While philosophies may differ, the most usual job description of the 3-4 nose tackle is to simply be a space eater.
The nose tackle will usually be the biggest guy on the field, and more often than not, he's not doing anything real flashy. Yes, they will have the occasional sack or big tackle in the backfield, but for the most part, they are there to eat up the double team and keep the linebackers clean so they can make those big plays.
Finding that combination of athleticism to make that sack and go along with that mammoth size is extremely rare. Most of the time you'll have one or the other, but finding both is no easy feat.
Fortunately for the employers of these guys, they've found it.
5. Kris Jenkins (New York Jets)
Career stats: 95 games started, 24 sacks, two forced fumbles, 209 tackles, four-time Pro Bowler, and two-time All-Pro
Jenkins has only been a nose tackle for one year, but during that year he was phenomenal.
He started all 16 games for the Jets last year after being traded from the Panthers, where he played as a 4-3 defensive tackle. In his first season with the Jets, he earned Pro Bowl honors for his astounding play.
The only question for Jenkins is whether or not he can repeat his success.
He found success as a 4-3 defensive tackle playing only one gap, but in the zero technique he may not be able to have such sustained success.
4. Casey Hampton (Pittsburgh Steelers)
Career stats: 106 games started, 5.5 sacks, three forced fumbles, 150 tackles, four-time Pro Bowler
Hampton isn't a sack machine, but he doesn't need to be.
He does his job better than most, which is shown by the Steelers' fantastic run defense over the past several years.
He's big, he's strong, and he has a mean streak when he has to. Offensive linemen have a nightmare day with this guy, because he may have the strongest upper body in the entire league. Not just of linemen, but the entire league.
The only knock on Hampton is his conditioning. There are points in games where he will get washed because he's winded, which comes from his poor offseason conditioning. There have been a couple of instances where he has been fined and reprimanded by the team for coming into training camp in poor shape.
3. Vince Wilfork (New England Patriots)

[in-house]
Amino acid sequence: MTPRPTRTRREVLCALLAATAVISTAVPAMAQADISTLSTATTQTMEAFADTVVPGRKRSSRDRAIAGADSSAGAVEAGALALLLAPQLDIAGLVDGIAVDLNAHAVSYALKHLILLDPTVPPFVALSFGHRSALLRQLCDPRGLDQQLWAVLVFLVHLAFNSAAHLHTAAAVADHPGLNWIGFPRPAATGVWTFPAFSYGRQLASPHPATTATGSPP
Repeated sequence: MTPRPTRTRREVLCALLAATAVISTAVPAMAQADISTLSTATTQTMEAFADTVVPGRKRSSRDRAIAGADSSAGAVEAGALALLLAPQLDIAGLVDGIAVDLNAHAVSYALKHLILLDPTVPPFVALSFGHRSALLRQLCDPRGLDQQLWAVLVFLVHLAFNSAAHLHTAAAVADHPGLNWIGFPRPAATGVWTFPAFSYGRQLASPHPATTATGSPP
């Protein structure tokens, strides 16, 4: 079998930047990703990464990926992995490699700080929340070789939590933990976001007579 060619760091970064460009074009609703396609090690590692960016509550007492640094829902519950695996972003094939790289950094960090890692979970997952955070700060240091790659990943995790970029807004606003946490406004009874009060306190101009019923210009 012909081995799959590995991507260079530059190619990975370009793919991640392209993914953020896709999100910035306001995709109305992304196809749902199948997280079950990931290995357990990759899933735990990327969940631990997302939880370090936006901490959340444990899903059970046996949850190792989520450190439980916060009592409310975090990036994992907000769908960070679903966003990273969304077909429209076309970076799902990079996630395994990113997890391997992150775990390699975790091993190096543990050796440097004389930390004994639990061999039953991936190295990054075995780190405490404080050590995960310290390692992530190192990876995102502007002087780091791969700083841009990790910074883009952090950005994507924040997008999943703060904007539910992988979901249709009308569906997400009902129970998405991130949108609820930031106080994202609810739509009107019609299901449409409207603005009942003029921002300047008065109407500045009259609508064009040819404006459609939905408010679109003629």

Career stats: 67 games started, 7.5 sacks, 188 tackles, one-time Pro Bowler
While the stats don't exactly scream "Look at me, I'm great," his play on the field does.
The linebackers in Bill Belichick's system get all of the credit for being so good and so smart and everything else. The reality of the situation is that those guys would be nowhere were it not for the big guy up front keeping them clean.
Over the past two seasons, Wilfork has not missed a game and has played at a Pro Bowl level. However, because he plays in Belichick's system, he often gets overlooked come Pro Bowl selection time.
Wilfork is a huge mass who is incredibly tough to move. On the goal line and in short yardage situations, there isn't an offense in the league who would dare try to take the ball up the middle.
With Wilfork there, it's futile.
2. Shaun Rogers (Cleveland Browns)
Career stats: 112 games started, 33.5 sacks, one interception, six forced fumbles, two touchdowns, 317 tackles, three-time Pro Bowler
Like Jenkins, Rogers has only been a nose tackle for one season with his new team after spending seven years as a 4-3 defensive tackle in Detroit.
While playing with such poor teams as Detroit and this past year with Cleveland, he has still been able to rack up over 30 sacks with little talent around him. This speaks to how purely dominating he is on the line and how athletic he can be.
Rogers, however, like Hampton, is unable to stay on the field for very long before needing to come off to catch his breath. His conditioning has always been called into question and is what led to his trade out of Detroit.
Still, that doesn't take away from the fact that when he is on the field, he consistently dominates and is a keystone of that defense.
1. Jamal Williams (San Diego Chargers)
Career stats: 121 games started, 13 sacks, one interception, one touchdown, four forced fumbles, 311 tackles, three-time Pro Bowler and two-time All-Pro
To put it quite simply, Jamal Williams is a beast.
He is bigger and stronger than any center in the league, and it shows.
Last season on a Monday night game, he threw a center backwards to make a stop on the goal line. That's the kind of play he makes week in and week out—he's absolutely unstoppable.
Now as he gets older, his production will obviously drop off. However, until that time, he is without question the best nose tackle in the league.
He's not flashy, and a lot of people aren't going to know his name because he plays out West, but the man can simply dominate and change the entire flow of a game with just one play.
Without Williams, the Chargers would not be able to run their 3-4. He's so important that if they do not find a replacement for him upon his retirement, the entire scheme will have to change.
Perhaps it's the "East Coast bias" or simply the fact that overall the Chargers' defense was not very good last year, but Williams is a guy who gets lost in the shuffle.
I can guarantee that not a single offensive coordinator in the league forgets him for a second during the week leading up to the time they'll have to face him.
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